on July 25th, 2011

As far as I am concerned, the ‘Cloud’ everyone is talking about these days, is potentially some used car operator next door to your premises offering you rental of his computer system so that he can make a quick buck. Perhaps an unfair accusation.

No matter whether you are a fitter or technical director of a multinational company you will be touched by cloud computing. With many new openings and threats arising from the movement of your computing requirements to the cloud.

What exactly is the cloud?
This is where all your computing resources are provided as a service over the Internet. And which you can demand and expect massive swings in usage (for example; you can move from computing requirements for 2 employees to 300, in short order in the twinkle of an eye). Microsoft is now offering you unlimited usage of MS Office for a few bucks a month through the cloud (as is Google for equivalent apps). And Apple allows you to store and access your tunes in the cloud. Not much software required on your computer. Unlike the (bad?) old days where your computer was the centre of the universe.

Effectively this means, that as long as you can access the Internet, you can outsource all your email / database work / Word Processing /AutoCad and indeed any software to some remote site with a server and make it some else’s responsibility. This means your computer becomes merely a stand-alone almost ‘software-less’ device, and really serves to connect you to the Internet to this remote server where all the software power is located.

I love this simpler explanation of the cloud
Vivek Kundra (the CIO of the USA government) gave this interesting analogy to the cloud:
‘There was a time when every household, town, farm or village had its own water well. Today, shared public utilities give us access to clean water by simply turning on the tap; cloud computing works in a similar fashion. Just like water from the tap in your kitchen, cloud computing services can be turned on or off quickly as needed. Like at the water company, there are dedicated professionals making sure the service provided is safe, secure and available on a 24/7 basis. When the tap isn’t on, not only are you saving water, but you aren’t paying for resources you don’t currently need’.

Why has this come to pass now?
Well; with the internet becoming so fast and indeed, quite reliable, it makes the move to outsourcing your software to another site quite feasible. And with IT types running around your business trying to keep your system running 24×7 flawlessly at considerable expense; you are probably frustrated with the quality of IT operation.

Is this move to a cloud a good thing?
Now this is the question which everyone is currently pondering. Certainly it is an attractive concept. It means no more day-to-day problems with your IT and network trying to handle the often daily massive swings in demand. You outsource the whole problem to some other ‘sucker’. Problems with cloud computing one can think about immediately are:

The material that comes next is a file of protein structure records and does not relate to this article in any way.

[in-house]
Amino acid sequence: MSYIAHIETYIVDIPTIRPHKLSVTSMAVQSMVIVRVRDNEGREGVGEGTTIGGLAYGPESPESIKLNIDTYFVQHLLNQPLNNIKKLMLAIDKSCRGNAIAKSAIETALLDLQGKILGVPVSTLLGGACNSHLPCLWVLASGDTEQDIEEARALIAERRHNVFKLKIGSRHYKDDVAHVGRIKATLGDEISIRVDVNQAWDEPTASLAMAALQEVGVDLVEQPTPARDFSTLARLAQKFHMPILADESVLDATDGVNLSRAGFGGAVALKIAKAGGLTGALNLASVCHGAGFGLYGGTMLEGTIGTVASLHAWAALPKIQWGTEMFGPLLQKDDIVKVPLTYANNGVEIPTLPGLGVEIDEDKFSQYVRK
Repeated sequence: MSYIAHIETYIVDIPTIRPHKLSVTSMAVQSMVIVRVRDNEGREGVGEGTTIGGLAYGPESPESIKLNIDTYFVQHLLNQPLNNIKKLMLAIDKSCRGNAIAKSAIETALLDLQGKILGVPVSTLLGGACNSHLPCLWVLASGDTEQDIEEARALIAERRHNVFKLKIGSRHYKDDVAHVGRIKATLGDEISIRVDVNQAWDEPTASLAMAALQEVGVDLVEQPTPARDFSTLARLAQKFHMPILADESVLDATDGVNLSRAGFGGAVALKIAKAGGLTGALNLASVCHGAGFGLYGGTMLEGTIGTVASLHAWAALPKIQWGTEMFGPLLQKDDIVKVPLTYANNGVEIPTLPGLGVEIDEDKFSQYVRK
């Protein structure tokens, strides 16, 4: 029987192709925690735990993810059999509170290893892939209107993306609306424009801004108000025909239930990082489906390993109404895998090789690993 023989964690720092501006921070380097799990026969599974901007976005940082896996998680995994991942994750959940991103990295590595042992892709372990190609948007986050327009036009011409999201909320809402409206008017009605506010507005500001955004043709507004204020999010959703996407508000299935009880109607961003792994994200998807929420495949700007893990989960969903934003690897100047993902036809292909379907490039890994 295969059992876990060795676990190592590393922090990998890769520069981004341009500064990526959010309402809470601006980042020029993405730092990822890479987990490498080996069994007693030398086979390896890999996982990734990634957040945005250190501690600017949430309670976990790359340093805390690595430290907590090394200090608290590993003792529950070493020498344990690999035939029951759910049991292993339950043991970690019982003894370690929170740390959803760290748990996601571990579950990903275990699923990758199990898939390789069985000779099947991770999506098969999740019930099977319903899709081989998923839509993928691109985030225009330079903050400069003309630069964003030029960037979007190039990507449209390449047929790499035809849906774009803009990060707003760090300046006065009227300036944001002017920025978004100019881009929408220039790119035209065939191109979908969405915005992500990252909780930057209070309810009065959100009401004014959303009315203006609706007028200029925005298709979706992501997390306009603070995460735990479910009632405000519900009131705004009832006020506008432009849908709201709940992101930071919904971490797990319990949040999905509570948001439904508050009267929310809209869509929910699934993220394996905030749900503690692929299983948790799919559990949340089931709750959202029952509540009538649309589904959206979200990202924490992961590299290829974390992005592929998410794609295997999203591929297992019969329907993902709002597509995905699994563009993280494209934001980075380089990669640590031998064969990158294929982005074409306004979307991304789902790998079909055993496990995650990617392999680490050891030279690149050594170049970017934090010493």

• Sec- urity. How can we ensure sec- urity of our data? Especially if you have sensitive data and this is located in some other country other than yours. In many cases it would be illegal to house sensitive personal data in someone else’s server.
• Access. What happens when the cloud server fails or your internet connection is lost. A veritable nightmare as you immediately cease to have ALL IT services.
• Control. You give control of your data to someone else and become captive to them (think of sudden price rises in the use of the cloud).
• Loss of Data/crashes of system. What happens when your cloud server crashes and loses all your data?

And as one colleague remarked to me recently: ‘If you saw some of these shonky operators providing Cloud resources you would be horrified at outsourcing even your bathroom cleaning requirements.

Many questions and not many obvious answers.

Advantages of cloud computing for engineering professionals
I would be the first to say – this list below are potential advantages, but depend from case to case.

• Easy  global access to your software no matter where in the world you are located
• Responsibility for your IT programs to someone else 
• Reduced overhead – fewer IT techs, servers and storage devices
• Superb software interoperability between you and your vendors and clients
• Software updates done cleanly and effectively
• Perhaps (yes !) more effective sec- urity by placing your data in the care of outstanding professionals
• No more distractions with day-to-day IT issues and staff but you focus on what you are good at – engineering.

No one can promise you that this is the way to go
Cloud computing does look like a trend that is here to stay. So definitely worth investigating. But something to examine with great care. Only you can know what is good for you. The de-vil probably is in the detail of what to put into the cloud and with whom to form a ‘cloud relationship’.

As a parting comment – What about putting your entire PLC ladderlogic program and SCADA system in the cloud?

I am sure there will be some screams of anguish at this ludicrous suggestion. And at this stage; it would be impossible and indeed, high risk when you consider PLCs require real time operation of microseconds; something the cloud will not deliver. Apart from the other issues. But…who knows what the future holds…?

Thanks to Jeremy Pollard and The Engineeringdaily.net for interesting reflections on the topic of cloud computing.

Yours in engineering learning


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